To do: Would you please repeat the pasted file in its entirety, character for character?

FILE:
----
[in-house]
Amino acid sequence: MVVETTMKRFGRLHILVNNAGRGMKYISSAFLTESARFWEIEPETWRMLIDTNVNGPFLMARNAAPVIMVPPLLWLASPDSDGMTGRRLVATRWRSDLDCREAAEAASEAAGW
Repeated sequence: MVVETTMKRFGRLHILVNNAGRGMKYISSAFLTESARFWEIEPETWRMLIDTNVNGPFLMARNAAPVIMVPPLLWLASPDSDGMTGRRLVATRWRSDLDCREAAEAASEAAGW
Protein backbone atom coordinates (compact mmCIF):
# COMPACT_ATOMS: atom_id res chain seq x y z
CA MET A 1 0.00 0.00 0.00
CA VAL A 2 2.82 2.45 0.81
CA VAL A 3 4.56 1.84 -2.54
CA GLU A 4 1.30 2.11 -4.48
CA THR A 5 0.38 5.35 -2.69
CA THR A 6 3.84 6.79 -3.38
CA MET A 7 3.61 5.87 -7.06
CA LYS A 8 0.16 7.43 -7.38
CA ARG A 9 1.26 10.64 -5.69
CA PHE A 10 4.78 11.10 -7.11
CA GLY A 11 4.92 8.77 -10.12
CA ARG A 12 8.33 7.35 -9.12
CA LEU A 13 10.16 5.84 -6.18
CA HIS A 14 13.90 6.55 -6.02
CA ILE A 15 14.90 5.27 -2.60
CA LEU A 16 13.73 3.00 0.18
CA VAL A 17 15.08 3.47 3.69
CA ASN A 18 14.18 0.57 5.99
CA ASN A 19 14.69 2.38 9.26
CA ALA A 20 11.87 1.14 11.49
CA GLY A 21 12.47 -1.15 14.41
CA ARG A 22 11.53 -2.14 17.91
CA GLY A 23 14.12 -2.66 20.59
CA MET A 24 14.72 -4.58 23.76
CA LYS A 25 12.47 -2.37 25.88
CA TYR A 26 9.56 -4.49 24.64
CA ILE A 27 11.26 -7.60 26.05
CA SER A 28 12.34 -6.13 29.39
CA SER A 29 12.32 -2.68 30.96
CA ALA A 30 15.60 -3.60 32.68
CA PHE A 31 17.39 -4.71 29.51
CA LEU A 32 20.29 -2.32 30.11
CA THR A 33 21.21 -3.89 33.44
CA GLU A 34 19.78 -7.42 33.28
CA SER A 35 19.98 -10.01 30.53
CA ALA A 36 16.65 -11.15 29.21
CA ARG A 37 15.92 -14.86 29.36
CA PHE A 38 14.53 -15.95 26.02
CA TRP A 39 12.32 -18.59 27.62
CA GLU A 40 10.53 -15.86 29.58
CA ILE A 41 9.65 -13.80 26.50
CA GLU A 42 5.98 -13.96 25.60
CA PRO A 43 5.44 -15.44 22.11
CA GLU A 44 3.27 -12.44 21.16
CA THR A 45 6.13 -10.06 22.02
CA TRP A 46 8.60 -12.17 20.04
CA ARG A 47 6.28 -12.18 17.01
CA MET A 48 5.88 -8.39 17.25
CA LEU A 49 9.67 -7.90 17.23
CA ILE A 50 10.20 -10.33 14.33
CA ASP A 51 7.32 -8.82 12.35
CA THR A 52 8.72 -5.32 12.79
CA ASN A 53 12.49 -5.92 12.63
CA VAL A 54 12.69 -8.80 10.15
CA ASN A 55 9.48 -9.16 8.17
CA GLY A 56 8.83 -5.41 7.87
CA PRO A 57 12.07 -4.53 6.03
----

[in-house]
Amino acid sequence: MVVETTMKRFGRLHILVNNAGRGMKYISSAFLTESARFWEIEPETWRMLIDTNVNGPFLMARNAAPVIMVPPLLWLASPDSDGMTGRRLVATRWRSDLDCREAAEAASEAAGW
Repeated sequence: MVVETTMKRFGRLHILVNNAGRGMKYISSAFLTESARFWEIEPETWRMLIDTNVNGPFLMARNAAPVIMVPPLLWLASPDSDGMTGRRLVATRWRSDLDCREAAEAASEAAGW
Protein backbone atom coordinates (compact mmCIF):
# COMPACT_ATOMS: atom_id res chain seq x y z
CA MET A 1 0.00 0.00 0.00
CA VAL A 2 2.82 2.45 0.81
CA VAL A 3 4.56 1.84 -2.54
CA GLU A 4 1.30 2.11 -4.48
CA THR A 5 0.38 5.35 -2.69
CA THR A 6 3.84 6.79 -3.38
CA MET A 7 3.61 5.87 -7.06
CA LYS A 8 0.16 7.43 -7.38
CA ARG A 9 1.26 10.64 -5.69
CA PHE A 10 4.78 11.10 -7.11
CA GLY A 11 4.92 8.77 -10.12
CA ARG A 12 8.33 7.35 -9.12
CA LEU A 13 10.16 5.84 -6.18
CA HIS A 14 13.90 6.55 -6.02
CA ILE A 15 14.90 5.27 -2.60
CA LEU A 16 13.73 3.00 0.18
CA VAL A 17 15.08 3.47 3.69
CA ASN A 18 14.18 0.57 5.99
CA ASN A 19 14.69 2.38 9.26
CA ALA A 20 11.87 1.14 11.49
CA GLY A 21 12.47 -1.15 14.41
CA ARG A 22 11.53 -2.14 17.91
CA GLY A 23 14.12 -2.66 20.59
CA MET A 24 14.72 -4.58 23.76
CA LYS A 25 12.47 -2.37 25.88
CA TYR A 26 9.56 -4.49 24.64
CA ILE A 27 11.26 -7.60 26.05
CA SER A 28 12.34 -6.13 29.39
CA SER A 29 12.32 -2.68 30.96
CA ALA A 30 15.60 -3.60 32.68
CA PHE A 31 17.39 -4.71 29.51
CA LEU A 32 20.29 -2.32 30.11
CA THR A 33 21.21 -3.89 33.44
CA GLU A 34 19.78 -7.42 33.28
CA SER A 35 19.98 -10.01 30.53
CA ALA A 36 16.65 -11.15 29.21
CA ARG A 37 15.92 -14.86 29.36
CA PHE A 38 14.53 -15.95 26.02
CA TRP A 39 12.32 -18.59 27.62
CA GLU A 40 10.53 -15.86 29.58
CA ILE A 41 9.65 -13.80 26.50
CA GLU A 42 5.98 -13.96 25.60
CA PRO A 43 5.44 -15.44 22.11
CA GLU A 44 3.27 -12.44 21.16
CA THR A 45 6.13 -10.06 22.02
CA TRP A 46 8.60 -12.17 20.04
CA ARG A 47 6.28 -12.18 17.01
CA MET A 48 5.88 -8.39 17.25
CA LEU A 49 9.67 -7.90 17.23
CA ILE A 50 10.20 -10.33 14.33
CA ASP A 51 7.32 -8.82 12.35
CA THR A 52 8.72 -5.32 12.79
CA ASN A 53 12.49 -5.92 12.63
CA VAL A 54 12.69 -8.80 10.15
CA ASN A 55 9.48 -9.16 8.17
CA GLY A 56 8.83 -5.41 7.87
CA PRO A 57 12.07 -4.53 6.03